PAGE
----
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The Courage of Kindness

November 13, 2020
By: 
Cheryl Heykoop
Photo by Andrew Thornebrooke on Unsplash

Photo by Andrew Thornebrooke on Unsplash

What might be possible if kindness leads?

Last week at RRU’s virtual convocation, Dr. Bonnie Henry, British Columbia’s Public Health Officer, was awarded an Honourary Doctor of Laws. In her address, she spoke about the importance of kindness. She specifically shared that “in the end, all we have is kindness.”

Since, I’ve been reflecting upon what kindness means to leadership today as we navigate the complex, interconnected challenges of reconciliation, systemic racism, social inequities, political divides, climate change and pandemic responses.

According to the English Oxford Living Dictionaries, kindness refers to: the quality of being friendly, generous, and considerate; a kind act. Or, according to Emmy Manson, a Snuneymuxw Woman, kindness refers to “holding each other up.”

In theory, the concept of kindness seems quite simple; however, to live from a place of kindness is likely one of the boldest and courageous acts one can take. As I look back through history, I see countless examples where kindness was absent or lacking. And so, I’m left pondering, if we look to the complex challenges that lay before us, how the act of living and leading from a place of kindness can chart a new course; how it can transform?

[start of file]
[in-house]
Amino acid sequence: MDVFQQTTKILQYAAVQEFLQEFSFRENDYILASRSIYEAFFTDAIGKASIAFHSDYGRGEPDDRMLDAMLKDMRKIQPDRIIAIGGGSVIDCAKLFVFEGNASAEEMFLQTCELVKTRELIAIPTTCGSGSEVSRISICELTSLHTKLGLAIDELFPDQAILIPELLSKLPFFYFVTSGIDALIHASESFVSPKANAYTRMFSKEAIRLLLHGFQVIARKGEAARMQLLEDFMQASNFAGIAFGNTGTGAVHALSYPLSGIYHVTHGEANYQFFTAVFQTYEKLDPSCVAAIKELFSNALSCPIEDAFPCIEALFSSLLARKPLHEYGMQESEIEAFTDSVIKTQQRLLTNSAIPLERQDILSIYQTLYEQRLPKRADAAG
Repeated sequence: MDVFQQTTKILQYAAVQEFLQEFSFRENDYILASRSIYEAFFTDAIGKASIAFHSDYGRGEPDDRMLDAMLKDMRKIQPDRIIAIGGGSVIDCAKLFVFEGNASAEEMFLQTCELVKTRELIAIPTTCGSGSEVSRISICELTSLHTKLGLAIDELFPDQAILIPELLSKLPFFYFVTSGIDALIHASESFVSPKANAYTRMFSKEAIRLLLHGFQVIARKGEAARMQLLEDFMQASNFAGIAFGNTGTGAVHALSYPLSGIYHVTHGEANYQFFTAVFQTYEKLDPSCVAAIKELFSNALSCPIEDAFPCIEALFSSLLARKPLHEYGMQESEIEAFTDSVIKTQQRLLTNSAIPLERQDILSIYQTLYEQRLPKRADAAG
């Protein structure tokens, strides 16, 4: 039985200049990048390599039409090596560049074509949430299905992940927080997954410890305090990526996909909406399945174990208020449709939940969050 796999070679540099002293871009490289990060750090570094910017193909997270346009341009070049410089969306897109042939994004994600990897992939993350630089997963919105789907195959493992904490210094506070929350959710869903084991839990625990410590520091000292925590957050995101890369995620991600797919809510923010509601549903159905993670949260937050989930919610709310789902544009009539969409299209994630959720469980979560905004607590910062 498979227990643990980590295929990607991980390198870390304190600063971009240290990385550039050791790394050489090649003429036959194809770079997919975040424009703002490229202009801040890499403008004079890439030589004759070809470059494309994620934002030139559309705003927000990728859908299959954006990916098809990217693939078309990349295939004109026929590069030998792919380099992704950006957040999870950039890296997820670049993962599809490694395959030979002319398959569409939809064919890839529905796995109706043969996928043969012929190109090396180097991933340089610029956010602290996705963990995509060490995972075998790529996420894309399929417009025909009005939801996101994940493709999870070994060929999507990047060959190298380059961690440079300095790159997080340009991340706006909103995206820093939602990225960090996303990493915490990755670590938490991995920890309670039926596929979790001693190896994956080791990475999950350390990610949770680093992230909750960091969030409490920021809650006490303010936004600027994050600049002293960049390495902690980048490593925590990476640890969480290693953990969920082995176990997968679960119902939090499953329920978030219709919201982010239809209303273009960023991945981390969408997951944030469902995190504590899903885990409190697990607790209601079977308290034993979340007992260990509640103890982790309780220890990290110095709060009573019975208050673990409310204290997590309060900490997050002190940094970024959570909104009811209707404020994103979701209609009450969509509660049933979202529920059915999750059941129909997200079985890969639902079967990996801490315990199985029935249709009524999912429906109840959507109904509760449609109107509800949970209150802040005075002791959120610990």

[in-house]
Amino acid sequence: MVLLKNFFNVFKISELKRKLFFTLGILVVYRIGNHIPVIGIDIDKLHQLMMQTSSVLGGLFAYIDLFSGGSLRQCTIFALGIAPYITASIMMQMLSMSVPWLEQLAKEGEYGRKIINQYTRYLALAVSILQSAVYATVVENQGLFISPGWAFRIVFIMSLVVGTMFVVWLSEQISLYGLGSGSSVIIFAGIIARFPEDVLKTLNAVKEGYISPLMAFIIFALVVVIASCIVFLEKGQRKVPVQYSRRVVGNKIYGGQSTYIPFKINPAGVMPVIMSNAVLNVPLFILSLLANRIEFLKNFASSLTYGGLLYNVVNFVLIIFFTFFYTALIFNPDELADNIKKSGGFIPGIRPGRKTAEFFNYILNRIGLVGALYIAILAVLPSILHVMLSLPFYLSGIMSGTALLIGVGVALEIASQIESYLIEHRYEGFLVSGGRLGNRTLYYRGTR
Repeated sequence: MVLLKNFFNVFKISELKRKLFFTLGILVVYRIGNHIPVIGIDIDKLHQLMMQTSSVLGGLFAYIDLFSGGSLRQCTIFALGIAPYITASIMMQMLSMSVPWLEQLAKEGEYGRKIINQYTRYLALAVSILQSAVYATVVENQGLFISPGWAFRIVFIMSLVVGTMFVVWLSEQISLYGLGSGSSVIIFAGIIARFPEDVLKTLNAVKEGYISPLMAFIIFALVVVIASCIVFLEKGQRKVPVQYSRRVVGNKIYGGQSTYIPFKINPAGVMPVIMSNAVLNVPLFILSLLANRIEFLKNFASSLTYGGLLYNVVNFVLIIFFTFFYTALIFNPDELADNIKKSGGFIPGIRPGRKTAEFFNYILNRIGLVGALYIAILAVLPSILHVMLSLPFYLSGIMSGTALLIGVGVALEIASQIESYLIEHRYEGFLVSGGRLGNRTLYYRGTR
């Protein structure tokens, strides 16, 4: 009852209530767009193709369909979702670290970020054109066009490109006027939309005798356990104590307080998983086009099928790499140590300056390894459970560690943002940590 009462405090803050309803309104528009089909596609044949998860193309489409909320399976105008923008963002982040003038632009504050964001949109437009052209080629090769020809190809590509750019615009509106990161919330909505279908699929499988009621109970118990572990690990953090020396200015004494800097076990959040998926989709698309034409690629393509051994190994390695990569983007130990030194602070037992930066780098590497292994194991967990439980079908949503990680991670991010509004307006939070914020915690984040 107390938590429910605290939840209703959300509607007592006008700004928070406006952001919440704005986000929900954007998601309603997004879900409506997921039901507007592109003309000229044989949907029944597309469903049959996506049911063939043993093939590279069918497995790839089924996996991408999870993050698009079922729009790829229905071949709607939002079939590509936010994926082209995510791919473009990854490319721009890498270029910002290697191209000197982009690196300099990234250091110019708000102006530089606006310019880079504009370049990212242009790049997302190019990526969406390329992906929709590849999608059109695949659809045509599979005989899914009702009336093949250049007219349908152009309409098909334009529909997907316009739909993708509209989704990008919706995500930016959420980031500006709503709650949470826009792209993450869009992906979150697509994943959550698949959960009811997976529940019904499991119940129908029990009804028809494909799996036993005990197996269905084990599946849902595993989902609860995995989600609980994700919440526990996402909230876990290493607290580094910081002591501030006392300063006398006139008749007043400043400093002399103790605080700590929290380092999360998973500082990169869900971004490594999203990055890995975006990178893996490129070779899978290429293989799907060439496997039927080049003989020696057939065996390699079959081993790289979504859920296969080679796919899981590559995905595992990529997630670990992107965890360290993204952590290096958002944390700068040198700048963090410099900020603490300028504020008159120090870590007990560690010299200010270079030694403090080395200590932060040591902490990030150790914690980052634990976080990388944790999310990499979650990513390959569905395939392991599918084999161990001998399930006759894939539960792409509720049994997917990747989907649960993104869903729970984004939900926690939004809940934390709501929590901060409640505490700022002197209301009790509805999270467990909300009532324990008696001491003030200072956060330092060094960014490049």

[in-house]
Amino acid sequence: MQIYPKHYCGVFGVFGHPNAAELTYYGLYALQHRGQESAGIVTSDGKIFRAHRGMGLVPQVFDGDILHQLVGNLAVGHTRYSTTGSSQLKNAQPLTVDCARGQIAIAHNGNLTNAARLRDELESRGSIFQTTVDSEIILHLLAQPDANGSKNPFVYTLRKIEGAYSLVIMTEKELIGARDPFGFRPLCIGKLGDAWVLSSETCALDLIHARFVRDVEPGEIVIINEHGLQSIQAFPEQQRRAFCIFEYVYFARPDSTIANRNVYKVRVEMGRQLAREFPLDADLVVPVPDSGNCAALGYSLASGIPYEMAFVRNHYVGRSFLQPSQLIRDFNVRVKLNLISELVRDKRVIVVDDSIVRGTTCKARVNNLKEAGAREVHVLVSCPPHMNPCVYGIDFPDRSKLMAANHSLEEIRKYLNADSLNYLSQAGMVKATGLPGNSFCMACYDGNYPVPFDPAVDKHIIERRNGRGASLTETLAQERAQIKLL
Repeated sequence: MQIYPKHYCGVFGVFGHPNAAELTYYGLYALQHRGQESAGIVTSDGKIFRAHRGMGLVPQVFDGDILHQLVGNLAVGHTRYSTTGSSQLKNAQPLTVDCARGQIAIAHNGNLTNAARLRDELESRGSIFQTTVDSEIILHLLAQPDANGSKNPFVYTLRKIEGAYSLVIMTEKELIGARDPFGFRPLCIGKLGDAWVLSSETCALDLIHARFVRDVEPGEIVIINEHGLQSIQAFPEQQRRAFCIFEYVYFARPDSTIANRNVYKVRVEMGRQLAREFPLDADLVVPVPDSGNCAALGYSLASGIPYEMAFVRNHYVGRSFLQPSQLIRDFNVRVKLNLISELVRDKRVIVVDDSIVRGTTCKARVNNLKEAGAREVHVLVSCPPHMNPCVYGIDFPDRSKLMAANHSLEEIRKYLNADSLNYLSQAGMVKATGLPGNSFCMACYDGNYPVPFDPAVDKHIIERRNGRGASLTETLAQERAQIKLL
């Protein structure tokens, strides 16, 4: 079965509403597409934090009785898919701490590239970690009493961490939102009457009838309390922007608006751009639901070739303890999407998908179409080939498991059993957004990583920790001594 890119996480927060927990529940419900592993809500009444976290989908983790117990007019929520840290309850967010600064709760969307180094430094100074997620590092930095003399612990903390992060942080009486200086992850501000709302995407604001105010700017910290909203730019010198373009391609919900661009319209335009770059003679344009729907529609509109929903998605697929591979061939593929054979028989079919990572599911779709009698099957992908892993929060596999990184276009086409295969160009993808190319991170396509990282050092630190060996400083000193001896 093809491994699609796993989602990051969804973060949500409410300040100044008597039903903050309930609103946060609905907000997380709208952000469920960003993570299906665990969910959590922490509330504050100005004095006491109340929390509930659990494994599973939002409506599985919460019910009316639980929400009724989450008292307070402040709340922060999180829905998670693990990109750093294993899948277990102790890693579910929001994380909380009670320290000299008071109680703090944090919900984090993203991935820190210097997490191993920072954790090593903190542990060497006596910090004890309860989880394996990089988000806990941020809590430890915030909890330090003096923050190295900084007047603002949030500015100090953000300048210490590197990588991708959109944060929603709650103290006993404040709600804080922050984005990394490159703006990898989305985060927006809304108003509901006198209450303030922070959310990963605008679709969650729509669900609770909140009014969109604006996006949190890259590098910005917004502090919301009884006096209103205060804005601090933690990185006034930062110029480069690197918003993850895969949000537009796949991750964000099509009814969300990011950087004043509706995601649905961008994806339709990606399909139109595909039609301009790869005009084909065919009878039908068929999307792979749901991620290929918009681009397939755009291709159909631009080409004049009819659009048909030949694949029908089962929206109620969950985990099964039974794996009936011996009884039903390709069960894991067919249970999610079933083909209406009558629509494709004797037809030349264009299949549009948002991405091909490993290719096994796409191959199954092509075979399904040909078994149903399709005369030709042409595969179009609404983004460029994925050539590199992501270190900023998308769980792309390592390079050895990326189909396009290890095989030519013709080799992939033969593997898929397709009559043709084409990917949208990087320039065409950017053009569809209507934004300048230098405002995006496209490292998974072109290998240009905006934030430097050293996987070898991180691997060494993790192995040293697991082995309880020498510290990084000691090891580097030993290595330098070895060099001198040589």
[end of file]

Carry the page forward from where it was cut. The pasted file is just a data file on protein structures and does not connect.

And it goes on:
In reviewing countless studies citing the benefits of kindness and reviewing resources guidance on how to be kind, I haven’t necessarily found any definitive answers about how to achieve kindness at an individual and collective level. Instead, I’m left with many more questions; however, I’m struck by the types of questions and possibilities that kindness evokes.

What does kindness mean when grappling with decolonization and reconciliation? What does kindness mean when we meet face to face with others who may share differing views than ourselves? What does kindness mean when others are struggling, and we too are feeling lonely and are in deep need of a hug?

Moreover, as leaders on this journey together, how can we lead from a place of kindness? How can we be kind? What might kindness offer to ourselves, to each other, and the planet as we navigate these uncertain, unknown times?

Because, if in the end, all we have is kindness, or rather, if kindness is all we have in the end, what might be possible if kindness leads?